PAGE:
That was really invaluable to get a sense of what our users need, and the problems they have. This directly feeds into my ability as a developer to make their lives easier. Within a week, I was working on something and delivering small improvements for our users, which was really nice.
Q: Does the work still vary like that? What would be an average day or week for you?
It does vary, but that’s mostly around my life. Normally I start around 9 or 10. Check Slack, check email, get up to date on everything, and then do peer reviews.
(Every bit of code we write is reviewed by another developer to reduce bugs and improve quality.)
Once I’ve done all that, I normally have about four or five hours of focus time when I’m coding my current ticket or feature. Then I normally have two hours or a couple of hours of meetings in my afternoon/evening.
That’s my average day. The week varies, too. For example, this week, [my girlfriend and I] are trying to sell our flat, and this last Friday, I spent half the afternoon tidying my flat for viewings. So I shifted my schedule and made up the hours on Sunday.
And that’s really nice. As long as you’re around in that cross-over time when there are meetings, the rest of the hours are pretty flexible. Sometimes I’ll take long lunches, go for a walk with Maria, or if I need to go to the dentist. It’s really nice to have my workday work around those things.
Q: What tools does the development team use on a daily basis?
In terms of tooling, we try and leverage SaaS wherever we can. A lot of companies will try to build it themselves, but we prefer to focus on our core product and leverage open source software or Saas products where we can. We use GitHub to store our code. We use Slack for communication. Everything happens in there. We use CircleCI to build and deploy our code.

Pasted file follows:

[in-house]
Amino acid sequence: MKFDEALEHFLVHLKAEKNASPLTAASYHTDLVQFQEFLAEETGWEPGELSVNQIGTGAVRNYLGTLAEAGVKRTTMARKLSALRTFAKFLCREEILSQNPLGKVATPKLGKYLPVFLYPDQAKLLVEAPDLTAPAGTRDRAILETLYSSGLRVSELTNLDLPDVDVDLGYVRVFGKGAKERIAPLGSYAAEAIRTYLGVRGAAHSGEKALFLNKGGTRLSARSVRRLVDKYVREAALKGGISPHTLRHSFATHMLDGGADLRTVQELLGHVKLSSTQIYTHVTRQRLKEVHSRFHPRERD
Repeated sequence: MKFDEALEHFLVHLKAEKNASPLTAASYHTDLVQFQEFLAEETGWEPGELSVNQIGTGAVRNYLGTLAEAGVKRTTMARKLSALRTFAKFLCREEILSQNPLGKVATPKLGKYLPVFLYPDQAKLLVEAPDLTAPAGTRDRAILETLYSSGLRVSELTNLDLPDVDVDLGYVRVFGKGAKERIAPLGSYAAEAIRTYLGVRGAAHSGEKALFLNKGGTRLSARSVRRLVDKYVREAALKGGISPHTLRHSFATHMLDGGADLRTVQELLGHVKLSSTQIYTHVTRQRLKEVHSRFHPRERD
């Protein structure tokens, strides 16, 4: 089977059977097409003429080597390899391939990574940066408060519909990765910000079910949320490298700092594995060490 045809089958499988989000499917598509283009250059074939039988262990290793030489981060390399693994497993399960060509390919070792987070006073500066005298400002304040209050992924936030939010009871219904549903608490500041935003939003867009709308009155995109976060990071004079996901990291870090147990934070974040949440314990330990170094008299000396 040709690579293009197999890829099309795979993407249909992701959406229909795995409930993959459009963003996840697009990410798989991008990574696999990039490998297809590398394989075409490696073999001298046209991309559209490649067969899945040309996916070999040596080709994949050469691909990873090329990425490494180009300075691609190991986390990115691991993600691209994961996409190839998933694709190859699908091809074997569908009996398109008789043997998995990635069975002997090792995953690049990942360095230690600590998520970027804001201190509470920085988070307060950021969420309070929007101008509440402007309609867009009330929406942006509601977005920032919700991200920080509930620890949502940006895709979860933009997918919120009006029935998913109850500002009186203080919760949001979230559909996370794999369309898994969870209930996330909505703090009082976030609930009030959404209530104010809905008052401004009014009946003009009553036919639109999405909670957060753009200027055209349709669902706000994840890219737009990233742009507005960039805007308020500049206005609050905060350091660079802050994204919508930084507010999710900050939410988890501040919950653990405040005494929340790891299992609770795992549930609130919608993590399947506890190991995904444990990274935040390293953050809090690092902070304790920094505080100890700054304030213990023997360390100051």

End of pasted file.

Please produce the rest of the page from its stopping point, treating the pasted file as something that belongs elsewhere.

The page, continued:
Q: How does the development team work? Do you get assigned a whole project to work on or part of a project?
We use a methodology called Shape Up. The way Shape Up works is you split your time into chunks. We split it up into eight-week chunks, and that’s called a cycle. Inside each cycle, we spend six weeks building something. Then you spend two weeks on what’s called cooldown, which I’ll cover later on.
The six-week cycle is where we actually build the majority of our features. Ryan [Scheuermann, Director of Engineering], Cameron [McKay, CTO], and Michael [De Souza, Principal Product Manager] will put together ideas into a pitch. Then they’ll pitch all those ideas to a committee, that includes Vinay [Patankar, CEO] and other senior stakeholders. Based on the pitches, the committee chooses what we work on each cycle.
“We trust our engineers enough
to give them two weeks every 2 months
to do things that they think
will benefit our users.
That’s really empowering.”
So, before the cycle starts, there’s loads of ideas that have come in from various avenues, whether it’s Customer Support or the product team. Michael, Ryan, and Cameron will triage those ideas into pitches. Those pitches will get voted on and then the chosen pitches come into the cycle for the development team to work on.
This cycle, my squad was given three pitches to work on. We work on that pitch from end to end. That’ll be a whole feature, for example, global search or the Slack app. We work on that whole pitch, that whole feature for a couple of weeks. And at the end of the cycle, hopefully, it’s ready to go out in front of users.
The little bit at the end of the cycle is called cooldown. It’s quite novel. It’s basically time for the developers to focus on things that they think are important. That doesn’t sound like a big thing. But in software development, it is a big deal.
There’s always pressure to get new features out as quickly as possible, so developers don’t necessarily get time to improve the codebase or tidy things up, or improve performance. That’s what cooldown is for: so the developers can work on things that they think are important. I like to think of it as a two-week Hackaday.
Hackaday is basically a time for developers to come up with ideas and do their own thing, or fix things that they’d like to fix. That’s a big differentiator for Shape Up, and also for Process Street. We trust our engineers enough to give them two weeks every 2 months to do things that they think will benefit our users.
That’s really empowering and really nice to have that trust and autonomy.
Q: Are there some things you’ve developed during cooldowns that have made it into Process Street features, or will potentially become features down the road?